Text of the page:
June 5, 2018
from the United States District Court for the Eastern
District of Pennsylvania (D.C. Civil Action No.
2-15-cv-05834) District Judge: Honorable J. Curtis Joyner
M. Helbing (Argued) Helbing Law, LLC Counsel for Appellant.
Michael J. Palumbo Anthony J. Gingo Gingo Palumbo Law Group
Matthew R. Rosenkoff Taylor English Duma LLP Counsel for
Epelbaum John J. Jacko, III (Argued) Fellheimer & Eichen
Counsel for Appellee.
Sabatini Brett Freeman Sabatini Law Firm Daniel A. Edelman
Francis Greene Edelman, Combs, Latturner & Goodwin LLC
Counsel for Amicus Appellee.
Before: AMBRO, JORDAN, and VANASKIE, Circuit Judges.
would gladly pay Tuesday for a hamburger today. Of course,
not all of those who fall into debt make payments timely, and
debt collection has become a professional trade. The Fair
Debt Collection Practices Act (the "FDCPA" or
"Act"), 15 U.S.C. § 1692, et seq.,
regulates their efforts. Under it, debt collectors are
prohibited from engaging in deceptive, abusive, or otherwise
unfair practices to collect debts. When these practices
occur, the Act gives debtors a private right of action to
seek recourse, with the possibility of receiving statutory
does not apply, however, to all entities who collect debts;
only those whose principal purpose is the collection of any
debts, and those who regularly collect debts owed another are
subject to its proscriptions. Those entities whose principal
business is to collect the defaulted debts they purchase seek
to avoid the Act's reach. We believe such an entity is
what it is-a debt collector. If so, the Act applies.
"Debt Collectors" Under the Fair Debt Collection
FDCPA is a "remedial legislation" aimed, as already
noted, "to eliminate abusive debt collection practices
by debt collectors." Kaymark v. Bank of Am.,
N.A., 783 F.3d 168, 174 (3d Cir. 2015) (quoting §
1692(e); Caprio v. Healthcare Revenue Recovery Grp.,
LLC, 709 F.3d 142, 148 (3d Cir. 2013)). Importantly, it
applies only to "debt collectors," Pollice v.
Nat'l Tax Funding, L.P., 225 F.3d 379, 403 (3d Cir.
2000), defined as any person: (1) "who uses any
instrumentality of interstate commerce or the mails in any
business the principal purpose of which is the collection of
any debts" (the "principal purpose"
definition); or (2) "who regularly collects or attempts
to collect, directly or indirectly, debts owed or due or
asserted to be owed or due another" (the "regularly
collects for another," or "regularly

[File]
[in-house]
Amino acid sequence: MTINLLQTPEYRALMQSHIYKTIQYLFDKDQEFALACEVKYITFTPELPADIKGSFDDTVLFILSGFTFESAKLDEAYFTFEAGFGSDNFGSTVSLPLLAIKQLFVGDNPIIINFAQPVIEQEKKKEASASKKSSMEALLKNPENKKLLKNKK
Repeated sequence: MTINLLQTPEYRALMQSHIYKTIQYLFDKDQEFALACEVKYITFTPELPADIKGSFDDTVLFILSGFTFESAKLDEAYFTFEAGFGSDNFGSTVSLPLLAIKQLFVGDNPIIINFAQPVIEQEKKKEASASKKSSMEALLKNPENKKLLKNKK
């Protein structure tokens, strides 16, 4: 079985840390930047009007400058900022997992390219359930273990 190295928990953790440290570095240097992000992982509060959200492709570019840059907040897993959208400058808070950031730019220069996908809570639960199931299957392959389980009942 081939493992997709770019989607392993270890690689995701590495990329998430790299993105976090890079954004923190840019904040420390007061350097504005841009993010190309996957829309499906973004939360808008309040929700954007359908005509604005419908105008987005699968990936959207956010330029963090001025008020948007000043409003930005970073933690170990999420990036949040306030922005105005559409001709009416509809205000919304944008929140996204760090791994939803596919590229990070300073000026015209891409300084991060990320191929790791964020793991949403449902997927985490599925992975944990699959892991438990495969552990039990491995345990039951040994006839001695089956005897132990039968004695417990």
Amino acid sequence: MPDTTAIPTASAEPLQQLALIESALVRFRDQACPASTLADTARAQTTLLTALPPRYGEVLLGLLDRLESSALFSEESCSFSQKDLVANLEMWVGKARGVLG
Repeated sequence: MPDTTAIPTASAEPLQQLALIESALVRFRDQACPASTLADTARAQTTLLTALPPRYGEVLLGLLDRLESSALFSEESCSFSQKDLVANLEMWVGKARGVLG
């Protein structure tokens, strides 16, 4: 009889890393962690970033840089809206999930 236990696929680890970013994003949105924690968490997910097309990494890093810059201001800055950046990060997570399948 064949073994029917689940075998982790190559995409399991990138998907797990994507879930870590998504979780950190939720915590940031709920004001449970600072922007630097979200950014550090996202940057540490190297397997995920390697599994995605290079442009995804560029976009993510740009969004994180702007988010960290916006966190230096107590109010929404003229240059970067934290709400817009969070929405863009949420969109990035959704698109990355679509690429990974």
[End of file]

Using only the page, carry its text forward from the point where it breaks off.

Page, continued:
collects," definition). § 1692a(6). Specifically
excluded from the definition's reach are, in relevant
part, a creditor's officers and employees collecting
debts for the creditor, a company collecting debts only for
its non-debt-collector sister company, an entity collecting a
debt it originated, and one collecting a debt it obtained
that was not in default at the time of purchase. §
1692a(6)(A), (B), (F).
opposed to 'debt collectors'- generally are not
subject to the [Act]." Pollice, 225 F.3d at
403. A "creditor" is any person: (1) "who
offers or extends credit creating a debt[;] or" (2)
"to whom a debt is owed." § 1692a(4). Excluded
is "any person to the extent that he receives an
assignment or transfer of a debt in default solely for the
purpose of facilitating collection of such debt for
another." Id. Notably, the Act, by its terms,
contemplates that an entity may be both a debt collector and
a creditor, stating that "debt collector" also
includes "any creditor who, in the process of collecting
his own debts, uses any name other than his own which would
indicate that a third person is collecting or attempting to
collect such debts." § 1692a(6).
landscape of debt collection has changed since the
FDCPA's enactment in 1977, and not all those who collect
debt look like the classic "repo man." The Federal
Trade Commission reported in 2009 that "[t]he most
significant change in the debt collection business in recent
years has been the advent and growth of debt buying."
Federal Trade Commission, Collecting Consumer Debts: The
Challenges of Change - A Workshop Report 13 (2009). No longer
do creditors simply hire debt collectors to serve their named
role; rather, with increased frequency creditors sell debt to
purchasers, who may again resell the debt, hire outside debt
collectors to undertake collection efforts, or attempt to
collect on their own. See Federal Trade Commission,
The Structure and Practices of the Debt Buying Industry 1